A criminal investigation summons has been issued by the Internal Revenue Service for records from a Picayune Rancheria of Chukchansi Indians business offshoot and its leader, tribal council member Jeffrey Chance Alberta.
Alberta’s name was specifically mentioned in the summons, which was received by the tribal council at its Fresno office about a week ago, said Reggie Lewis, chairman of the Chukchansi Tribal Council that Alberta also is seated on.
IRS investigators interviewed the 41-year-old Alberta for about 45 minutes last week, Lewis said.
No other tribe members are named in the summons, which seeks records from 2010-14. No dollar amounts are noted in the document.
When asked Monday, IRS officials did not acknowledge the summons.
Arlette Lee, a spokeswoman and special agent for the IRS in the Bay Area, said the agency will not confirm an investigation and normally doesn’t confirm the filing of any documents until a criminal complaint, search warrant or indictment is issued. None of those have been filed in this case, which means criminal wrongdoing has not yet been found, she said.
The summons seeks “all corporate records and books of account relative to the financial transactions of Jeffrey Chance Alberta, Chukchansi, Incorporated of Coarsegold, CA, and any entity operated under Alberta and Chukchansi, Incorporated.”
The summons demands examination of inventory records, corporate minute book, stock register, loan, savings and checking account records.
There is no reference in the summons to audits filed with the National Indian Gaming Commission last year that said there was $49.6 million unaccounted for from audits for 2012 and 2013. Late audits and a casino office raid to recover audit information last October led to closure of Chukchansi Gold Resort & Casino.
All corporate records and books of account relative to the financial transactions of Jeffrey Chance Alberta, Chukchansi, Incorporated of Coarsegold, CA, and any entity operated under Alberta and Chukchansi, Incorporated.
Internal Revenue Service criminal investigation summons
Chukchansi Inc. is a tribal-owned company that generates income for the tribe. The economic development program invests in, acquires and supports businesses that bring profits and employment to tribe members. Among the businesses Chukchansi Inc. has been involved in is the Sportsmen’s Den and Yosemite Lumber in Oakhurst, as well as the Willow Glen Smoke Shop in Coarsegold and Blue King, an online payday lending company.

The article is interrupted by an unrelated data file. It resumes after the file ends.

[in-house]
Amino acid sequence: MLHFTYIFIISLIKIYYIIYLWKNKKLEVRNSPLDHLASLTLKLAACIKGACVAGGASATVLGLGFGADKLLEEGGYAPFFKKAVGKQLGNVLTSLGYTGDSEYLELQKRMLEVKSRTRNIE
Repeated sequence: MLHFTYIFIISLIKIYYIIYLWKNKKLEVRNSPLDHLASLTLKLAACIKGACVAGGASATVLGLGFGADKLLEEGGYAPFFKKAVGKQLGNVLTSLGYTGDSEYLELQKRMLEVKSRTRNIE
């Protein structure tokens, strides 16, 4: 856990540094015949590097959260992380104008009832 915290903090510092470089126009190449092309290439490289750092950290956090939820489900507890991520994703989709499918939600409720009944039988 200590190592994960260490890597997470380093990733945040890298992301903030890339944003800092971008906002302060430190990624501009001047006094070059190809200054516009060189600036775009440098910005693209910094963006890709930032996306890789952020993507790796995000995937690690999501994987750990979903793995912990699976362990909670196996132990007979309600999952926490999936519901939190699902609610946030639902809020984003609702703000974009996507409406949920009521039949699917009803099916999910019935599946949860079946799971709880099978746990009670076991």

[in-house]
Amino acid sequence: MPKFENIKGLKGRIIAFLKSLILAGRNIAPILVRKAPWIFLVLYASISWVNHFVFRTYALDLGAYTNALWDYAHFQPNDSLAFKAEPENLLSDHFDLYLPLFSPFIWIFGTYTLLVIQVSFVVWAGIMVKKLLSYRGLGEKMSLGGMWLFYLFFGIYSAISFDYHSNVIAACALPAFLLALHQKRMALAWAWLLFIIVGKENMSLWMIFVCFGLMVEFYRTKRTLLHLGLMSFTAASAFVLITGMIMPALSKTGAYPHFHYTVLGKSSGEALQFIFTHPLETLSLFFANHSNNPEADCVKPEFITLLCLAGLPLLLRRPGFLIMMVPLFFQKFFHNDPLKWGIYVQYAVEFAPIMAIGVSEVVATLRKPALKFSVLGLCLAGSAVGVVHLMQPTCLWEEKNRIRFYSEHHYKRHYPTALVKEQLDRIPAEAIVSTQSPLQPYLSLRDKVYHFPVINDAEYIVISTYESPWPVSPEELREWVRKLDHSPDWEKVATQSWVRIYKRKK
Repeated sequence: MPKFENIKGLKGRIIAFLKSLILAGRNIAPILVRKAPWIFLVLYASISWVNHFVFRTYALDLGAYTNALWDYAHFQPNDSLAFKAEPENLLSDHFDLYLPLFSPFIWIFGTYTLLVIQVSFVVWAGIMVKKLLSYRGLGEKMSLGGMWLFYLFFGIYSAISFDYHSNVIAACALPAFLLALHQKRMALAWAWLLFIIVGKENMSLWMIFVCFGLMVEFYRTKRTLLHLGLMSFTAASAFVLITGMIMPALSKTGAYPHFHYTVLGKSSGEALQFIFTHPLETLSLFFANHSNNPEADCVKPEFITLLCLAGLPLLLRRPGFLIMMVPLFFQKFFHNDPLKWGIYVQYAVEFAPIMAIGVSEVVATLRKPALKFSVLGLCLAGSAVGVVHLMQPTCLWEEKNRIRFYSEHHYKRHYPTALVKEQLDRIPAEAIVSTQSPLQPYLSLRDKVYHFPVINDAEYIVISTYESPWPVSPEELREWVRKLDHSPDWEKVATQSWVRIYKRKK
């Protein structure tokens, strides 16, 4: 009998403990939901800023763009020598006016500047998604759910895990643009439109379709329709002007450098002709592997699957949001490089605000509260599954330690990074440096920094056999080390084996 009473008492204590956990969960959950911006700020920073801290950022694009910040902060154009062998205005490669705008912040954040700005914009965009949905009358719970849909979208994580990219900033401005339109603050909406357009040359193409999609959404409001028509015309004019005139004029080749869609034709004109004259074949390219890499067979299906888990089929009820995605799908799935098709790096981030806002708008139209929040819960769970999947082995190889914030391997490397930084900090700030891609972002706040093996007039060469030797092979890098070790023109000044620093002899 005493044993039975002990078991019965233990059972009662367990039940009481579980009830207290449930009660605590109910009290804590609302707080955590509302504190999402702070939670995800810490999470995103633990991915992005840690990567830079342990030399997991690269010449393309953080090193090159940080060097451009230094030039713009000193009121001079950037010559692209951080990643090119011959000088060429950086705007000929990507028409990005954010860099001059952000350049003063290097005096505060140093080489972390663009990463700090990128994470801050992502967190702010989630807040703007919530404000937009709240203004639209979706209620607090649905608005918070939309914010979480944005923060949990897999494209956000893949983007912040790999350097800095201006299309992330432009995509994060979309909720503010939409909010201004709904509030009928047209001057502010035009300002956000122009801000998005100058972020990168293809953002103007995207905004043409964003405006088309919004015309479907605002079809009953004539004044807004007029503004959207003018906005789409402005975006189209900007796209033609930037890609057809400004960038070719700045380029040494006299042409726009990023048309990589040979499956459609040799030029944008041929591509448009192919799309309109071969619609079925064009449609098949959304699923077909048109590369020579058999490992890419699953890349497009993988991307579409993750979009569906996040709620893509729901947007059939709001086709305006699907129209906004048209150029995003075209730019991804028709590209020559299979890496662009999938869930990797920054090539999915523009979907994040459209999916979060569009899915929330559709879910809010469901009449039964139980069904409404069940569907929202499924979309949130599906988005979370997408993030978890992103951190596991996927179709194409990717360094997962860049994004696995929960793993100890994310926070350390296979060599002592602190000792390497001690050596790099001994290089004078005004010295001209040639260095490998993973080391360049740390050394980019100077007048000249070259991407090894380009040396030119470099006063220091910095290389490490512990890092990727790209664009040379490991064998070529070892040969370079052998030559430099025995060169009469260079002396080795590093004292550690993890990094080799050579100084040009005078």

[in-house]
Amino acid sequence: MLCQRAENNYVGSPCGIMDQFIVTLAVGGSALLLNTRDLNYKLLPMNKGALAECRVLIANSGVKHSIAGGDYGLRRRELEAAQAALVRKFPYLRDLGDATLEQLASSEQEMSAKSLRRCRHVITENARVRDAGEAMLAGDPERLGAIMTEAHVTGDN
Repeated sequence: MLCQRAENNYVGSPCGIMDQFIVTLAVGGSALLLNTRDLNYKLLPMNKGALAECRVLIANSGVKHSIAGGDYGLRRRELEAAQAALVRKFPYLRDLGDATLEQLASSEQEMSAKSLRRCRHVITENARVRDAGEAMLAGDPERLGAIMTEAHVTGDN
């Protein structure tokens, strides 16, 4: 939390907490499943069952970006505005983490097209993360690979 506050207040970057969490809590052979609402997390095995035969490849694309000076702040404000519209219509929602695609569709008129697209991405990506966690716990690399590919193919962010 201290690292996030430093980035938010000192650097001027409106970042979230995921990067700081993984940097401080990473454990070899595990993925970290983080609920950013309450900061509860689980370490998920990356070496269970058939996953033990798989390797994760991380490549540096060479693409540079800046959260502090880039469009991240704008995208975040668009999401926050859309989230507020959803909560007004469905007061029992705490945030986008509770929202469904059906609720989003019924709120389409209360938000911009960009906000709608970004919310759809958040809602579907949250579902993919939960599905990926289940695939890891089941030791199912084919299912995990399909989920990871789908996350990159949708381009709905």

The situation has led to a rift in the Fresno-based Chukchansi tribal council that Lewis and Alberta are seated on. Lewis and fellow council members Nancy Ayala and Jennifer Stanley favor suspending Alberta until the investigation is over. But members Morris Reid, Dora Jones and Nokomis Hernandez support keeping Alberta on the council.
Alberta was the deciding vote to allow about 150 disenrolled from the tribe between 2010 and 2012 to vote in the tribal council election on Oct. 3. The opposing votes were from Lewis, Ayala and Stanley.
Reid, Jones and Hernandez voted to pay for Alberta’s defense in a meeting that Lewis said he, Ayala and Stanley didn’t attend.
Lewis said he is concerned about paying for lawyers in a “criminal investigation.”
“If Chance is being investigated for anything criminal it would be in the best interest of the tribe to suspend him from Chukchansi Inc., and the tribal council,” he said.
There are 32 candidates running in the October election. All seven members of the 2010 board, which was installed earlier this year by the Interior Board of Indian Appeals, are seeking election.
David Linn, Madera County’s district attorney, said he knew the summons was issued, but that his office is not involved in the investigation.
Efforts to reach Alberta on Monday were unsuccessful.
Marc Benjamin: 559-441-6166